Before wasting anymore money I suggest buying some high-quality used vintage components. As an example, this is what I purchased used over the last two years: David Hafler 101 preamp and DH200 amp ($300). DCM Time Windows 1A ($219). These make a KILLER sounding combination! Add a good used CD player or streamer and you would have the basis of a fine stereo system!
Thank you for the response.
What about speakers for that particular setup you mentioned? I will certainly keep my eyes out for those components and perhaps start to build a "music only" setup.
That said, I'm not at all unhappy with the H/K receiver for my HTS, so I don't mind simply adding to that at this point.
I currently do have it hooked up to the TV and I do plan on getting a much nicer DVD player as opposed to just a CD unit.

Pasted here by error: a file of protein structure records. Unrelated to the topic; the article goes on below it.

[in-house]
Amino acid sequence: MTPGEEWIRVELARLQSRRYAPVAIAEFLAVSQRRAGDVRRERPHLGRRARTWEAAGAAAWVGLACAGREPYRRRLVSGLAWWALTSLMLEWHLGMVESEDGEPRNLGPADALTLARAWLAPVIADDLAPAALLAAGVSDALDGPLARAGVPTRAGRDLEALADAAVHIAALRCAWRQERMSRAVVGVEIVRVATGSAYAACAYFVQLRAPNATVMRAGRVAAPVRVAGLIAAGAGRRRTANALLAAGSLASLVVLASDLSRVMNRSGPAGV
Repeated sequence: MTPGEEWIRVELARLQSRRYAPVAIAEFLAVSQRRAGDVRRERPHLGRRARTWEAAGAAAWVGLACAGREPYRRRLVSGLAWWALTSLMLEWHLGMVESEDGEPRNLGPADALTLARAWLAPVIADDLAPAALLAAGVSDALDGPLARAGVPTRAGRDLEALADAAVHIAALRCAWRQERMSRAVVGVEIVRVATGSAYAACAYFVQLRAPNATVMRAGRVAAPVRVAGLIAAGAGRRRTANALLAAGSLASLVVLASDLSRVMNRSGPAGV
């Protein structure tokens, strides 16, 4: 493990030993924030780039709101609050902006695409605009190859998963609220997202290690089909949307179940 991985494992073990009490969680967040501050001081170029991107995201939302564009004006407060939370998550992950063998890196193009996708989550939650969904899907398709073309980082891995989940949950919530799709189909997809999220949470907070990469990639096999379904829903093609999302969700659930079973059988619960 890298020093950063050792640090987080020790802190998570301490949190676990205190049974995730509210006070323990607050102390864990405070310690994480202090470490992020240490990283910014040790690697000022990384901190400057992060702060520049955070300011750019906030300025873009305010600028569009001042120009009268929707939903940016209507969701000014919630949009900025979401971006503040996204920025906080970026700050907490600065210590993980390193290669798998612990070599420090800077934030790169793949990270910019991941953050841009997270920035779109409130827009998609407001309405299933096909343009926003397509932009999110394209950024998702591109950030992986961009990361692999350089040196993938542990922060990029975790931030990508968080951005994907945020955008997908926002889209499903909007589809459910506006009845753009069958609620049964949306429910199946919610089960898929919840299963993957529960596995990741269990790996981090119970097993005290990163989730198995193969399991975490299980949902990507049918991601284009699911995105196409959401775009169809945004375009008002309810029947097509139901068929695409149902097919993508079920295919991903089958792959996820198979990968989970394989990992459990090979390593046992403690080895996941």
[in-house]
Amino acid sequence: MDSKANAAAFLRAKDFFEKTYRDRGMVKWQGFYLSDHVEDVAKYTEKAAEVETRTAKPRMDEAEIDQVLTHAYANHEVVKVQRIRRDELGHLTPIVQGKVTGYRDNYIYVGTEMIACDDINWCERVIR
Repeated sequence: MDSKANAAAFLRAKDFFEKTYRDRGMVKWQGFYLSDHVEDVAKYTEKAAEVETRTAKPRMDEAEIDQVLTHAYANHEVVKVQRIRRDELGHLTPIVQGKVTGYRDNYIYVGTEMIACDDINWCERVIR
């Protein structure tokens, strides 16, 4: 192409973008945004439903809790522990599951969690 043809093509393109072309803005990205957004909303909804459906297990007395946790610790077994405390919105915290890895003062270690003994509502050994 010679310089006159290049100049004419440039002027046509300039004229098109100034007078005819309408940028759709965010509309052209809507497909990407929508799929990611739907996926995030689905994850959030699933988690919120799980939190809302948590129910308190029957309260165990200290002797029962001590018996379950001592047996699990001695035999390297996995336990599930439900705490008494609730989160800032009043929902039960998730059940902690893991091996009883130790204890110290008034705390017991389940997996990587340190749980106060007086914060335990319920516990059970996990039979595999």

I also have a laptop connected for streaming as well.
I enjoy listening to vinyl, so a TT is a must for me. That's just a personal preference.
Thank you again for the feedback.
So basically your are looking for speakers to finish your 7.1 surround system, and wishing to add a TT as an alternate source.
Given you are happy with the system as is, continue to look for those speakers that match well with the L,R and center ones you have.
Regarding setting up your vinyl source, you likely need a phonostage (pre-preamp) as most AVR lack one internally. What is your budget for this?
I'd prefer something of decent quality but wouldn't even know where to begin with budget. If you can recommend something realistic I will keep my eyes open and wait until I find a good deal on one. Is sticking with an H/K unit a bad idea? $500 range maybe?
You are correct, I'd like to finish off the 7.1 system and I like the Polk LSi speakers I have. ¯\_(ツ)_/¯